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Jeruba's avatar

Why is there gravel along the railroad tracks?

Asked by Jeruba (53263points) 1 month ago

Currently looking at the railroad tracks in Raleigh, N.C., just as I’ve seen them elsewhere, from Boston to Fairfield, Ia., to San Jose.

I suppose the reason is obvious to many, but it isn’t obvious to me.

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9 Answers

Forever_Free's avatar

Here you go
Track ballast forms the trackbed upon which railroad ties (sleepers) are laid. It is packed between, below, and around the ties. It is used to bear the load from the railroad ties, to facilitate drainage of water, and also to keep down vegetation that might interfere with the track structure. Ballast also holds the track in place as the trains roll over it. A variety of materials have been used as track ballast, including crushed stone, washed gravel, bank run (unwashed) gravel, torpedo gravel (a mixture of coarse sand and small gravel), slag, chats, coal cinders, sand, and burnt clay. The term “ballast” comes from a nautical term for the stones used to stabilize a ship.

kritiper's avatar

It’s called ballast. It’s to fill in the voids that can be created by the train running over the rails and flexing the ties, and what @Forever_Free said. That’s why the ballast fills the voids between the rails to the top of the ties. The same is done to mine car tracks.

elbanditoroso's avatar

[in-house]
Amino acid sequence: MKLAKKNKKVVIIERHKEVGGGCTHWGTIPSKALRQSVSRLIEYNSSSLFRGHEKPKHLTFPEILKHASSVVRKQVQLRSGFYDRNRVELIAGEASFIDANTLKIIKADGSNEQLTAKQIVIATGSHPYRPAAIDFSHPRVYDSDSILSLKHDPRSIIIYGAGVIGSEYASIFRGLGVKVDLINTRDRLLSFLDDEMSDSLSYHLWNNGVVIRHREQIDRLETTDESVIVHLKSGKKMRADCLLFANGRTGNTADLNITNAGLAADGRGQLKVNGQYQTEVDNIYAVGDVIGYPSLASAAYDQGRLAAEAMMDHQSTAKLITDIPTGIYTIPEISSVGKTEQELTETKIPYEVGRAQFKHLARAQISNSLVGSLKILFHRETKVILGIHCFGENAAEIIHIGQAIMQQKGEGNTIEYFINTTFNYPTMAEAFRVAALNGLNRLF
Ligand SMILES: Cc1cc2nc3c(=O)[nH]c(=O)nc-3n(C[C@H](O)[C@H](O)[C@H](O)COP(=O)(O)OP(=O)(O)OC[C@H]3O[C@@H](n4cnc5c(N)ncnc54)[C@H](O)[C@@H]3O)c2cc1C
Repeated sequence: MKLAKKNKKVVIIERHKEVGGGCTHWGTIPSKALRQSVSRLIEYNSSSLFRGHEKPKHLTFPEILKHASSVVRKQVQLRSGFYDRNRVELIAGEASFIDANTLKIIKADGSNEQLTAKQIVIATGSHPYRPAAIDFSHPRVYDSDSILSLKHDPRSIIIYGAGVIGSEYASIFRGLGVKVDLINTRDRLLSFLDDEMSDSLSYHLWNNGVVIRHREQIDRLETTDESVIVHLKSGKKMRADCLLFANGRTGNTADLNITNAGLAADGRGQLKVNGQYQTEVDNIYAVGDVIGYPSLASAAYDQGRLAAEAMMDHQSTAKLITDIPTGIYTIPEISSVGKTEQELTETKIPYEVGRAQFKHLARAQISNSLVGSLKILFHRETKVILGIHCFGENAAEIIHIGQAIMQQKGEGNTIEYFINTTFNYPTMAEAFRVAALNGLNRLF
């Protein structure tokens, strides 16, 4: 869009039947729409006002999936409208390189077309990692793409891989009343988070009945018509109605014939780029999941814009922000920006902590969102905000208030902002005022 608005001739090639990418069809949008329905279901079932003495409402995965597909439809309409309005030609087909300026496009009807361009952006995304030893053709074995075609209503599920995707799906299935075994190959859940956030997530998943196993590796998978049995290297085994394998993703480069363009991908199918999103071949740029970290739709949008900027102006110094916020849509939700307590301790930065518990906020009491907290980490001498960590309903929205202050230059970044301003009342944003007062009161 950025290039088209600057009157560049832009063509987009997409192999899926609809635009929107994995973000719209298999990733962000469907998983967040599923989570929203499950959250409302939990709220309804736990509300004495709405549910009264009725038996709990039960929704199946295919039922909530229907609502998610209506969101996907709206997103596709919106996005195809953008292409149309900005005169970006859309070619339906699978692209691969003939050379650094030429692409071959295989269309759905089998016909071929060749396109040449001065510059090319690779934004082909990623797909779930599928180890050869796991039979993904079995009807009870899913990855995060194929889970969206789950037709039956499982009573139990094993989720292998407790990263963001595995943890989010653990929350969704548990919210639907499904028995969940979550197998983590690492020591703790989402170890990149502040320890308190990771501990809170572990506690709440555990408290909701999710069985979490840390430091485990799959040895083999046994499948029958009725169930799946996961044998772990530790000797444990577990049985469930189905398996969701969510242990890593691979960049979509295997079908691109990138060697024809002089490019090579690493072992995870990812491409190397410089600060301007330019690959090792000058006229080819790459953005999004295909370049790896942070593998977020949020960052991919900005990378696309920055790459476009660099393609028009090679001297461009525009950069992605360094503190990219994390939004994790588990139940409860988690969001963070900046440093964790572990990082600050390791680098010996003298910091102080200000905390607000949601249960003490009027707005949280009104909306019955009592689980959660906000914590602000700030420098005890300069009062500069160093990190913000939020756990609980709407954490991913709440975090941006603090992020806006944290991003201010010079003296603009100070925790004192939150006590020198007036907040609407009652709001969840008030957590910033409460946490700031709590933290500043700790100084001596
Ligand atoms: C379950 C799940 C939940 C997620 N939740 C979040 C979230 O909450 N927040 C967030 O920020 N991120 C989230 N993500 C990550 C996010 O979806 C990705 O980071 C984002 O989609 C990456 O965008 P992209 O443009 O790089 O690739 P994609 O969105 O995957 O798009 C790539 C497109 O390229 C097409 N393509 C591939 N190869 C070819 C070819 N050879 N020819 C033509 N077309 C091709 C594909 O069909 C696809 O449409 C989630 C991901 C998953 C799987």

Primarily for water drainage.

canidmajor's avatar

And, to add to what the others said, anything solid has the potential of experiencing extreme thermal disruption by swelling and shrinking, and thus breaking and throwing the tracks out of line.

KRD's avatar

When the train moves one the medal rails, they can spark which can cause fires and that is a hazard. It is even more of one when everything is dry so the gravel prevents the sparks from flying into the plants and causing a fire.

KRD's avatar

I studied about trains.

WhyNow's avatar

@Forever_Free Those ‘nautical stones’ were used to cobblestone the streets of lower

HP's avatar

An additional function of ballast is in retarding erosion of the ground supporting the ties and thus the rails. Weather induced events like flash floods and spring melt runoffs play hell with the naked ground.

KRD's avatar

I have been waiting forever to answer this question.

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